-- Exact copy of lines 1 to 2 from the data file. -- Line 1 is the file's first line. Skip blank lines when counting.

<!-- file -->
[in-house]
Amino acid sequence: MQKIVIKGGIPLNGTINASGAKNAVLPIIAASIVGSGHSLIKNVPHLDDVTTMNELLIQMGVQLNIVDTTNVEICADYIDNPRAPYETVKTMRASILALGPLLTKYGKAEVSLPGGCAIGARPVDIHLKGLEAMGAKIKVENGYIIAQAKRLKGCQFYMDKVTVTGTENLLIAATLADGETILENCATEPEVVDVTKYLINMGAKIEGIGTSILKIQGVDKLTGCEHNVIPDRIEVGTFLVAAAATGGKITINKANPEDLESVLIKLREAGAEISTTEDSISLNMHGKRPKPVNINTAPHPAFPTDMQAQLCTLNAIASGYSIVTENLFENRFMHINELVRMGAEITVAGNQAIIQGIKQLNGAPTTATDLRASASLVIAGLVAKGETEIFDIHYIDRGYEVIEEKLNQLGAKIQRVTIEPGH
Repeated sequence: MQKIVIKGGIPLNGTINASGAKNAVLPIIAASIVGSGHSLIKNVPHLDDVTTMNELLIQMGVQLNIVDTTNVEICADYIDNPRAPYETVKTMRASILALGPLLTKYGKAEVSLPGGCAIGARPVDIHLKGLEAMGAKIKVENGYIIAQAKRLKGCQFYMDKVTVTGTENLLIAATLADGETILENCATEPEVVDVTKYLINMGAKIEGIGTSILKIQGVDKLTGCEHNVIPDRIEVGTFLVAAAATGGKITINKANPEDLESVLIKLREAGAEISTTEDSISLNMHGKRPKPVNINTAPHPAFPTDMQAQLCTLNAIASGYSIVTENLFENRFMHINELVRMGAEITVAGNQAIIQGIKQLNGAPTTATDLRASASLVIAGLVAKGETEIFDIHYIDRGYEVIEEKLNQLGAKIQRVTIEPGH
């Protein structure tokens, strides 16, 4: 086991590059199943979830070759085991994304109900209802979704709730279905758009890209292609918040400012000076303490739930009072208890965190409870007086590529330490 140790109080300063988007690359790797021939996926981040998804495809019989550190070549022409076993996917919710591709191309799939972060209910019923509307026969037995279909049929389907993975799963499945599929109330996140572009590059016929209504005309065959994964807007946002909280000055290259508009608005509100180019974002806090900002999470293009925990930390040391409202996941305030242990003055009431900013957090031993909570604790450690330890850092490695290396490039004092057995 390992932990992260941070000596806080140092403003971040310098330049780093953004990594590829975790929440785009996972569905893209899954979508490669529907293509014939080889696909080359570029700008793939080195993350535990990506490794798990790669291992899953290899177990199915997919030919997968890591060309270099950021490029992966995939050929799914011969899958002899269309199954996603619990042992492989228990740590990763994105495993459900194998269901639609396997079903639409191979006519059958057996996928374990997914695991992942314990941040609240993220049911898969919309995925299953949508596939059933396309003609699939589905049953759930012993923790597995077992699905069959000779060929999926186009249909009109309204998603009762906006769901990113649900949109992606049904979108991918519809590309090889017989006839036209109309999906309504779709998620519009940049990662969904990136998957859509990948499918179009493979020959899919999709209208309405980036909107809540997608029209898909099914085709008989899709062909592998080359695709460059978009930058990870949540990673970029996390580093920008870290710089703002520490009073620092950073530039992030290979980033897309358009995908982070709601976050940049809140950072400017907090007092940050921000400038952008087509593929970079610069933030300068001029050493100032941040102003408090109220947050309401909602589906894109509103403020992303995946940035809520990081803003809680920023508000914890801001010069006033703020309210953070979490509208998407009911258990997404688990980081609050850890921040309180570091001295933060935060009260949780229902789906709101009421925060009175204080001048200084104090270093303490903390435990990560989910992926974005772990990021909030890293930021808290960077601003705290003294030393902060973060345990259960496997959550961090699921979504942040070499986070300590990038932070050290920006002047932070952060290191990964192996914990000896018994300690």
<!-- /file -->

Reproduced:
[in-house]
Amino acid sequence: MQKIVIKGGIPLNGTINASGAKNAVLPIIAASIVGSGHSLIKNVPHLDDVTTMNELLIQMGVQLNIVDTTNVEICADYIDNPRAPYETVKTMRASILALGPLLTKYGKAEVSLPGGCAIGARPVDIHLKGLEAMGAKIKVENGYIIAQAKRLKGCQFYMDKVTVTGTENLLIAATLADGETILENCATEPEVVDVTKYLINMGAKIEGIGTSILKIQGVDKLTGCEHNVIPDRIEVGTFLVAAAATGGKITINKANPEDLESVLIKLREAGAEISTTEDSISLNMHGKRPKPVNINTAPHPAFPTDMQAQLCTLNAIASGYSIVTENLFENRFMHINELVRMGAEITVAGNQAIIQGIKQLNGAPTTATDLRASASLVIAGLVAKGETEIFDIHYIDRGYEVIEEKLNQLGAKIQRVTIEPGH